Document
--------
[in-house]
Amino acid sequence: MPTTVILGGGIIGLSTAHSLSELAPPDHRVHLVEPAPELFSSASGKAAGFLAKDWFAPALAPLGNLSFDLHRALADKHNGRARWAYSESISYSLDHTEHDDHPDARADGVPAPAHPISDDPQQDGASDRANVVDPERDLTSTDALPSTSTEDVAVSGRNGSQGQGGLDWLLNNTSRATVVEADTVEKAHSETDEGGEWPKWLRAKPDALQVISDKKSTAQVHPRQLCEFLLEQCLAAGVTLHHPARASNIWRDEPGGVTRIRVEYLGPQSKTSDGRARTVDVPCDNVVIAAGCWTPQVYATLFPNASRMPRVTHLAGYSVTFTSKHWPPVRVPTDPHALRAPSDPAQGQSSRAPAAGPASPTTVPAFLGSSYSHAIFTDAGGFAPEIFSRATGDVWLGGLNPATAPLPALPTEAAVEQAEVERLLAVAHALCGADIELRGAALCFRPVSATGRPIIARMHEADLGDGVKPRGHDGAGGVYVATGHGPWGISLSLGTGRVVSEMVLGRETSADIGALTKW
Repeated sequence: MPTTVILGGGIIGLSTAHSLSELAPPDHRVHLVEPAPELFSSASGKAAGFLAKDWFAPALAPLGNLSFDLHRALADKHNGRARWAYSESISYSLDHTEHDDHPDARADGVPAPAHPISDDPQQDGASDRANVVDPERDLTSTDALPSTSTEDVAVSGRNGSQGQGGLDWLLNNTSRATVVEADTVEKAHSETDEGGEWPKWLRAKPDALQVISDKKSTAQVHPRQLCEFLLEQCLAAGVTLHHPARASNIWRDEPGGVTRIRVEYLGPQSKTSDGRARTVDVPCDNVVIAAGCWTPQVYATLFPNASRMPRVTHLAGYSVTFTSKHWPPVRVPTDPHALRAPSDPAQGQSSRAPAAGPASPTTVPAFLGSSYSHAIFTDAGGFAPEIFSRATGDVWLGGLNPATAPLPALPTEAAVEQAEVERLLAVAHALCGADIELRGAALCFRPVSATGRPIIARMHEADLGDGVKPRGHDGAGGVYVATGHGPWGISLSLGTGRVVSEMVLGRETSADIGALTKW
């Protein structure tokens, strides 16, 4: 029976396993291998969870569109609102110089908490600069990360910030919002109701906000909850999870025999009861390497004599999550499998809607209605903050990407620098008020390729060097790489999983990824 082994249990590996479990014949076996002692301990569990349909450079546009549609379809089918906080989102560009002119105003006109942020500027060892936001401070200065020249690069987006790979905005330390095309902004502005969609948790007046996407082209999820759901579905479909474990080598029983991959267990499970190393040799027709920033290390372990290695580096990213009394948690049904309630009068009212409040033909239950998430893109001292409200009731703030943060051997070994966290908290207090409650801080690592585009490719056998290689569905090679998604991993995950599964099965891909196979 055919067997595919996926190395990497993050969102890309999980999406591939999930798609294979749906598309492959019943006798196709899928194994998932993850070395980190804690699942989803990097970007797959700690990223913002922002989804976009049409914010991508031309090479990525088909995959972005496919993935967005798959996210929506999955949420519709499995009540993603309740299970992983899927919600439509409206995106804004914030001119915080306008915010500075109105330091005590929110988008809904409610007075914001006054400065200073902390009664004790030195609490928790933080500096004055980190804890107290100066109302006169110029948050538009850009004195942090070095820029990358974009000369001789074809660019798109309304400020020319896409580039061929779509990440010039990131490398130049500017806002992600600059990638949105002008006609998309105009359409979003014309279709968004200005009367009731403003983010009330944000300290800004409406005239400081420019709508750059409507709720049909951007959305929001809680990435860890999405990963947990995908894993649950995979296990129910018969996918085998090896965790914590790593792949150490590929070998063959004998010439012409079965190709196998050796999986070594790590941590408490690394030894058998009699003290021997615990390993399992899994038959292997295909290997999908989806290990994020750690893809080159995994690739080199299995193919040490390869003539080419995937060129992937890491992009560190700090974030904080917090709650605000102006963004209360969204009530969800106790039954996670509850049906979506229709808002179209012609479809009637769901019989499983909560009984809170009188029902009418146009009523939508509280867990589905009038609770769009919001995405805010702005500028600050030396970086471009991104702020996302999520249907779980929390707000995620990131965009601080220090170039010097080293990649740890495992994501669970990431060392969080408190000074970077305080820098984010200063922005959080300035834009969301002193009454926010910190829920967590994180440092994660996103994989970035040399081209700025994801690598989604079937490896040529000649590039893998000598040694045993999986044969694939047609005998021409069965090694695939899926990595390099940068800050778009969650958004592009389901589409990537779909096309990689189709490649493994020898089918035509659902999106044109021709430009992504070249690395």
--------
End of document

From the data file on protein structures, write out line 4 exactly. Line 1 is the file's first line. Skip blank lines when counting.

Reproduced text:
């Protein structure tokens, strides 16, 4: 029976396993291998969870569109609102110089908490600069990360910030919002109701906000909850999870025999009861390497004599999550499998809607209605903050990407620098008020390729060097790489999983990824 082994249990590996479990014949076996002692301990569990349909450079546009549609379809089918906080989102560009002119105003006109942020500027060892936001401070200065020249690069987006790979905005330390095309902004502005969609948790007046996407082209999820759901579905479909474990080598029983991959267990499970190393040799027709920033290390372990290695580096990213009394948690049904309630009068009212409040033909239950998430893109001292409200009731703030943060051997070994966290908290207090409650801080690592585009490719056998290689569905090679998604991993995950599964099965891909196979 055919067997595919996926190395990497993050969102890309999980999406591939999930798609294979749906598309492959019943006798196709899928194994998932993850070395980190804690699942989803990097970007797959700690990223913002922002989804976009049409914010991508031309090479990525088909995959972005496919993935967005798959996210929506999955949420519709499995009540993603309740299970992983899927919600439509409206995106804004914030001119915080306008915010500075109105330091005590929110988008809904409610007075914001006054400065200073902390009664004790030195609490928790933080500096004055980190804890107290100066109302006169110029948050538009850009004195942090070095820029990358974009000369001789074809660019798109309304400020020319896409580039061929779509990440010039990131490398130049500017806002992600600059990638949105002008006609998309105009359409979003014309279709968004200005009367009731403003983010009330944000300290800004409406005239400081420019709508750059409507709720049909951007959305929001809680990435860890999405990963947990995908894993649950995979296990129910018969996918085998090896965790914590790593792949150490590929070998063959004998010439012409079965190709196998050796999986070594790590941590408490690394030894058998009699003290021997615990390993399992899994038959292997295909290997999908989806290990994020750690893809080159995994690739080199299995193919040490390869003539080419995937060129992937890491992009560190700090974030904080917090709650605000102006963004209360969204009530969800106790039954996670509850049906979506229709808002179209012609479809009637769901019989499983909560009984809170009188029902009418146009009523939508509280867990589905009038609770769009919001995405805010702005500028600050030396970086471009991104702020996302999520249907779980929390707000995620990131965009601080220090170039010097080293990649740890495992994501669970990431060392969080408190000074970077305080820098984010200063922005959080300035834009969301002193009454926010910190829920967590994180440092994660996103994989970035040399081209700025994801690598989604079937490896040529000649590039893998000598040694045993999986044969694939047609005998021409069965090694695939899926990595390099940068800050778009969650958004592009389901589409990537779909096309990689189709490649493994020898089918035509659902999106044109021709430009992504070249690395």